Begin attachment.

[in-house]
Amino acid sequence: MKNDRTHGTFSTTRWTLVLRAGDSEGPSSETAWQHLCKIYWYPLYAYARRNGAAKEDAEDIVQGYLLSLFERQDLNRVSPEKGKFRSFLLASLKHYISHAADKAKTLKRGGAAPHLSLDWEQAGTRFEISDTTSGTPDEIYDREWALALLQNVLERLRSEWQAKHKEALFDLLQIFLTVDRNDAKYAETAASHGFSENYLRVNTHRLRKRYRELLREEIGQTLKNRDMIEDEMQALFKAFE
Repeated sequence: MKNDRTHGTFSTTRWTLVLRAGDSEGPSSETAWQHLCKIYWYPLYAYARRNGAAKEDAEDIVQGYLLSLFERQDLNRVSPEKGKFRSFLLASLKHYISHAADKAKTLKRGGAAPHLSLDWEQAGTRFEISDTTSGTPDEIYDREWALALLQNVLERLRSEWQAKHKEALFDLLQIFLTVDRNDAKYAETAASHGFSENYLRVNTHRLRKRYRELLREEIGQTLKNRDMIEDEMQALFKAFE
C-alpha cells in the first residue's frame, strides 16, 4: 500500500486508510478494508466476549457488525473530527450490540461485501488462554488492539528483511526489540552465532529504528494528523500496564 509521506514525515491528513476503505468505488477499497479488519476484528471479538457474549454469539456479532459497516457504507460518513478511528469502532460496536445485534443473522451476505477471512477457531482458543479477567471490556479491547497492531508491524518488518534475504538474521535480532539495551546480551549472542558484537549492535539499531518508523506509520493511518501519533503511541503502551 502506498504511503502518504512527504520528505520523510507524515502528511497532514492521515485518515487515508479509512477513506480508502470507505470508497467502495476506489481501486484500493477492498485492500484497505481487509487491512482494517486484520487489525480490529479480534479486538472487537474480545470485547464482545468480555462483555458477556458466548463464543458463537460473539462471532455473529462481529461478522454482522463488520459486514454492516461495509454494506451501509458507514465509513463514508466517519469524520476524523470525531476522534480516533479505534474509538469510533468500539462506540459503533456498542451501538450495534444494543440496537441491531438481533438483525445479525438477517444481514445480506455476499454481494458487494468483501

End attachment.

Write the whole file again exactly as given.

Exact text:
[in-house]
Amino acid sequence: MKNDRTHGTFSTTRWTLVLRAGDSEGPSSETAWQHLCKIYWYPLYAYARRNGAAKEDAEDIVQGYLLSLFERQDLNRVSPEKGKFRSFLLASLKHYISHAADKAKTLKRGGAAPHLSLDWEQAGTRFEISDTTSGTPDEIYDREWALALLQNVLERLRSEWQAKHKEALFDLLQIFLTVDRNDAKYAETAASHGFSENYLRVNTHRLRKRYRELLREEIGQTLKNRDMIEDEMQALFKAFE
Repeated sequence: MKNDRTHGTFSTTRWTLVLRAGDSEGPSSETAWQHLCKIYWYPLYAYARRNGAAKEDAEDIVQGYLLSLFERQDLNRVSPEKGKFRSFLLASLKHYISHAADKAKTLKRGGAAPHLSLDWEQAGTRFEISDTTSGTPDEIYDREWALALLQNVLERLRSEWQAKHKEALFDLLQIFLTVDRNDAKYAETAASHGFSENYLRVNTHRLRKRYRELLREEIGQTLKNRDMIEDEMQALFKAFE
C-alpha cells in the first residue's frame, strides 16, 4: 500500500486508510478494508466476549457488525473530527450490540461485501488462554488492539528483511526489540552465532529504528494528523500496564 509521506514525515491528513476503505468505488477499497479488519476484528471479538457474549454469539456479532459497516457504507460518513478511528469502532460496536445485534443473522451476505477471512477457531482458543479477567471490556479491547497492531508491524518488518534475504538474521535480532539495551546480551549472542558484537549492535539499531518508523506509520493511518501519533503511541503502551 502506498504511503502518504512527504520528505520523510507524515502528511497532514492521515485518515487515508479509512477513506480508502470507505470508497467502495476506489481501486484500493477492498485492500484497505481487509487491512482494517486484520487489525480490529479480534479486538472487537474480545470485547464482545468480555462483555458477556458466548463464543458463537460473539462471532455473529462481529461478522454482522463488520459486514454492516461495509454494506451501509458507514465509513463514508466517519469524520476524523470525531476522534480516533479505534474509538469510533468500539462506540459503533456498542451501538450495534444494543440496537441491531438481533438483525445479525438477517444481514445480506455476499454481494458487494468483501